ACCESS Riders Avoid Cuts Temporarily

State and federal funding prevent the cuts from happening for at least another year.

Hold the phone.

Devastating cuts facing ACCESS riders will not occur in September thanks to a special funding arrangement made possible by the Pennsylvania Department of Transportation and two federal programs that benefit transit riders with disabilities, according to a news release from Port Authority of Allegheny County.

Port Authority's Board of Directors on Friday unanimously voted to accept the funding and rescind plans that would have reduced hours and service area starting on Sept. 2.

Meanwhile, conversation focused on resolving broader transportation funding issues and the are ongoing and involve officials from the state, county, Port Authority and the Amalgamated Transit Union Local 85.

The ACCESS funding was made available through the federal Job Access and Reverse Commute and New Freedom programs, both of which are matched by the state.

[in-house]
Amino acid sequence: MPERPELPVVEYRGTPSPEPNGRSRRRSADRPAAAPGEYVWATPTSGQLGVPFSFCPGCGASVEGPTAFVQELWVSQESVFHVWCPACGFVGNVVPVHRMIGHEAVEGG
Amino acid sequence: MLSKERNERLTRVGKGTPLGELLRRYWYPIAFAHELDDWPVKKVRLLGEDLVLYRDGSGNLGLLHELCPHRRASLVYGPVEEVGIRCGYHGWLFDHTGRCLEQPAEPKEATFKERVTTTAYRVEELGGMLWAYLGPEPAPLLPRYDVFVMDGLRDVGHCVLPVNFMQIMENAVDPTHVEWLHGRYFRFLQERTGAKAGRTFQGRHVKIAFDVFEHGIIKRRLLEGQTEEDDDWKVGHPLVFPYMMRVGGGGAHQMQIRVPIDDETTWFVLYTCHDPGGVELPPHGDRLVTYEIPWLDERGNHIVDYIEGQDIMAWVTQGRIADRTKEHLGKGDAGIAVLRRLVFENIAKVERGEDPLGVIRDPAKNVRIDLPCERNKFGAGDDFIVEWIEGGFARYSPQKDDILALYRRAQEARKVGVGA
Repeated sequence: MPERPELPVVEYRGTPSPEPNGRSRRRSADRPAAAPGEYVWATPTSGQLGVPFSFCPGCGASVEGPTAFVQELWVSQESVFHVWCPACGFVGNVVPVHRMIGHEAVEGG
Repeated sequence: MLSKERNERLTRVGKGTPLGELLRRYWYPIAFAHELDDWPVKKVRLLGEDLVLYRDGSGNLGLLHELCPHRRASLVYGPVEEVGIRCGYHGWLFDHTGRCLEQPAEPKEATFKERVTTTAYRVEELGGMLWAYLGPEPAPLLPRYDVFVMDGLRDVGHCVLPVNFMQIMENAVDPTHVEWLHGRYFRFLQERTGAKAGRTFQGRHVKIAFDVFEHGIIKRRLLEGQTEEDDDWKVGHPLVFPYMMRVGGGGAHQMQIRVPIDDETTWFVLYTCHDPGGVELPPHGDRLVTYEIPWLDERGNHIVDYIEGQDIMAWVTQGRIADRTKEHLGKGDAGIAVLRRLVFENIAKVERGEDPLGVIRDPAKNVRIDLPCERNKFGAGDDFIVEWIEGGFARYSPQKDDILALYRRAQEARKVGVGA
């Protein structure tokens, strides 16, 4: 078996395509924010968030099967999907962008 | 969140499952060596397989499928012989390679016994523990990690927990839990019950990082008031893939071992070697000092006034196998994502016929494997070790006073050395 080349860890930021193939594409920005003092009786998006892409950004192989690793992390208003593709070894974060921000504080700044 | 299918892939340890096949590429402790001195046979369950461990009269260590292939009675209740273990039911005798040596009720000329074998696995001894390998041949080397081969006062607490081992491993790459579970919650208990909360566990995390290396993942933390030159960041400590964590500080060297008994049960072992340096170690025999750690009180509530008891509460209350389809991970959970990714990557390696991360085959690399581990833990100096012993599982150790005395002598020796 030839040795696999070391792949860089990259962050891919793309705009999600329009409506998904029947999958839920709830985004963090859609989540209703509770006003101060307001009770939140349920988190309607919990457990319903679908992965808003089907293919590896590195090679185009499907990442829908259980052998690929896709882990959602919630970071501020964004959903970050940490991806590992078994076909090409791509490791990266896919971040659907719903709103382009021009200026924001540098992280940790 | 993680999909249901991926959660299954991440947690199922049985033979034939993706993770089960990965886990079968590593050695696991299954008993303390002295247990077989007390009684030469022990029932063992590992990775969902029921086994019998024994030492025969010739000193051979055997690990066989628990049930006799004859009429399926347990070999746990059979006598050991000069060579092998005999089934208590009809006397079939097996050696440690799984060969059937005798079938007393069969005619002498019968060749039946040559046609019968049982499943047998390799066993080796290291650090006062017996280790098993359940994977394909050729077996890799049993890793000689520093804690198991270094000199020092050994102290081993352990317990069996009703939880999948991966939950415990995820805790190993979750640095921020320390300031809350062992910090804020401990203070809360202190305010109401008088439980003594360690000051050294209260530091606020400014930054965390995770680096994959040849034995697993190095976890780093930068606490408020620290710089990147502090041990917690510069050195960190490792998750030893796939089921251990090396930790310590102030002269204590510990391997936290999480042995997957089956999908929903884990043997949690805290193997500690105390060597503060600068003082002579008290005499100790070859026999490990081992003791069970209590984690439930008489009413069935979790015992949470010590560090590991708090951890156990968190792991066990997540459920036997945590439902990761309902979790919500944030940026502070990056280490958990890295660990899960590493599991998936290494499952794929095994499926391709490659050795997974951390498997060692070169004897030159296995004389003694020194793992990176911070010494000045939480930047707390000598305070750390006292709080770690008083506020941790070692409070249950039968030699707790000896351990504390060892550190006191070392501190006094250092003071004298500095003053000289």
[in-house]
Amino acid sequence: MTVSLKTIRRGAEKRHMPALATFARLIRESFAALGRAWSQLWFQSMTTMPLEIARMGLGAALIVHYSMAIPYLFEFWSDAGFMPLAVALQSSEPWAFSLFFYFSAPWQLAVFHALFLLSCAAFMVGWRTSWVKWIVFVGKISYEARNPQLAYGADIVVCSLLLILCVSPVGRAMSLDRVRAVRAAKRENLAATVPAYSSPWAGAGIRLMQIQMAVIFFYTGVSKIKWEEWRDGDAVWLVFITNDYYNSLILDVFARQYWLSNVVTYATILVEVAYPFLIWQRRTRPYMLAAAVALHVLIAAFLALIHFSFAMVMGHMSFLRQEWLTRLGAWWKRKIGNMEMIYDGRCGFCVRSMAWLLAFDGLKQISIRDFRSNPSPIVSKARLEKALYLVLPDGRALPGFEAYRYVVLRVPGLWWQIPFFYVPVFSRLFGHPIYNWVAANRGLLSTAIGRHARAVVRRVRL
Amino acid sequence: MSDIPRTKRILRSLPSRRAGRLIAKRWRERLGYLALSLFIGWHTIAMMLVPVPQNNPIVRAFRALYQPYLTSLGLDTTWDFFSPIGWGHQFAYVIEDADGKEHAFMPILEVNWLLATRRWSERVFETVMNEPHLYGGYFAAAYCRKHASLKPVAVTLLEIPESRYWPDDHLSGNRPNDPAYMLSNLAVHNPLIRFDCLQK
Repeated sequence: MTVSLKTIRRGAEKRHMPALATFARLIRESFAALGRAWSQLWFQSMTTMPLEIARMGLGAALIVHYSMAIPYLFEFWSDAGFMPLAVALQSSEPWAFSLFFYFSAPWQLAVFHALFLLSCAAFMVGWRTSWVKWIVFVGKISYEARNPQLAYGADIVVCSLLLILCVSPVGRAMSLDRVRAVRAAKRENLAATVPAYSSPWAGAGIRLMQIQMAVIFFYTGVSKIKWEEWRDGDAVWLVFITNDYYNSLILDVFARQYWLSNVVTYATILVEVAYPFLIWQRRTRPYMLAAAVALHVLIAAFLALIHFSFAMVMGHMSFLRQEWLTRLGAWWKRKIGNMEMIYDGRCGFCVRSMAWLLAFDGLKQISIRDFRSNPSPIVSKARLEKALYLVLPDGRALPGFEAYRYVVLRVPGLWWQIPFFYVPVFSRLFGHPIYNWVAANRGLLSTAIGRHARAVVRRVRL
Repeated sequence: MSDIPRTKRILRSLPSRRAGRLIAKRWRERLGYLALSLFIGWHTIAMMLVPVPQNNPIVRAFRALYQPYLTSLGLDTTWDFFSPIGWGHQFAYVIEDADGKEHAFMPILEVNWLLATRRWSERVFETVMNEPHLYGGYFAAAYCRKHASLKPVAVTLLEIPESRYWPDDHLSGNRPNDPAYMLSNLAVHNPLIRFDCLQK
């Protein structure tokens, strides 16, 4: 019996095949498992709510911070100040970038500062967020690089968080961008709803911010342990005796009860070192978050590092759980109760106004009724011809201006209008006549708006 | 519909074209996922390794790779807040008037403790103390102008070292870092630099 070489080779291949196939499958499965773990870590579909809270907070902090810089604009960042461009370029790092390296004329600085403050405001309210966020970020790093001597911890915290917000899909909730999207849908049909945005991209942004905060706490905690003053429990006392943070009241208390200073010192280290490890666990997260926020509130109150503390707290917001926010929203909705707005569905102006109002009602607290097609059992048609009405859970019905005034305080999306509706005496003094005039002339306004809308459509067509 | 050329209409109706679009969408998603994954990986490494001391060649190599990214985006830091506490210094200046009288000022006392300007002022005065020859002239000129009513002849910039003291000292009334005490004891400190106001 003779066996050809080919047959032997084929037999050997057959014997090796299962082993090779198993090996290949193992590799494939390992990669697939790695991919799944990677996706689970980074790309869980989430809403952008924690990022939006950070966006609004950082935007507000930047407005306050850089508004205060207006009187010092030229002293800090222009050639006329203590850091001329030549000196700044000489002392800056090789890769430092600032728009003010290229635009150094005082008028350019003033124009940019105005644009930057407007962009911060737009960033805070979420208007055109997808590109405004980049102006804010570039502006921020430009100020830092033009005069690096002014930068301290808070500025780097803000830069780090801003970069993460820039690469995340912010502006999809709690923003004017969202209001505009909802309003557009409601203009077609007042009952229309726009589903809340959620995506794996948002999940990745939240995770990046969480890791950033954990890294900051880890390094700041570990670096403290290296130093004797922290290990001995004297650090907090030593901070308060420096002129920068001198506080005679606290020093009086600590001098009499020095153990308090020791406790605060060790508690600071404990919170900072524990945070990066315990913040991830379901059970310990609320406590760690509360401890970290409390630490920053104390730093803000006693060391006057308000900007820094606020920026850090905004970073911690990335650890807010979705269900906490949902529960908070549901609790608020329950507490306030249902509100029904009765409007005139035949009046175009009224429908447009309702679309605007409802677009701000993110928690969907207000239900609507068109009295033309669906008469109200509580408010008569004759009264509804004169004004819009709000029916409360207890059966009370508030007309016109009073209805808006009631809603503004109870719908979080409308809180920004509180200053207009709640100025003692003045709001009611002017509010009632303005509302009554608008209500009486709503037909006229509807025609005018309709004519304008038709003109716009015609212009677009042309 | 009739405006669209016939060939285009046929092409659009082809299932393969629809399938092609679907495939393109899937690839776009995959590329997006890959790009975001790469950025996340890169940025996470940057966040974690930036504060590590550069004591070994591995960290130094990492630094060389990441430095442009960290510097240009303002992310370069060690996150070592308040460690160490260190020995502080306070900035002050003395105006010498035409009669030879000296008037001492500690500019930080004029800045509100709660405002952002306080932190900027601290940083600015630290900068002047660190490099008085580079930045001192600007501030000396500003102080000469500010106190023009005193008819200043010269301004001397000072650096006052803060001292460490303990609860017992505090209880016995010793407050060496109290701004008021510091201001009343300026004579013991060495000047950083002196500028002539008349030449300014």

The Port Authority Board voted to amend its current budget and accept $3.65 million from the state and federal sources, ensuring ACCESS service will remain stable through Sept. 1, 2013.

"This will make a tremendous difference for people with disabilities living outside the Port Authority service area who depend on ACCESS," said Lucy Spruill, an ACCESS rider and the public policy director for United Cerebral Palsy/Community Living and Support Services. "This will allow those riders to leave their homes for work, health care and to enjoy meaningful lives.

"We very much appreciate the efforts of County Executive (Rich) Fitzgerald, the Allegheny County legislative delegation, as well as PennDOT, Port Authority and ACCESS. We look forward to continuing to work together to preserve public transportation for all the citizens of Allegheny County."

The funding is a temporary solution for ACCESS riders. If no longterm solution is in place by Sept. 1, 2013, ACCESS service reductions may take effect then.


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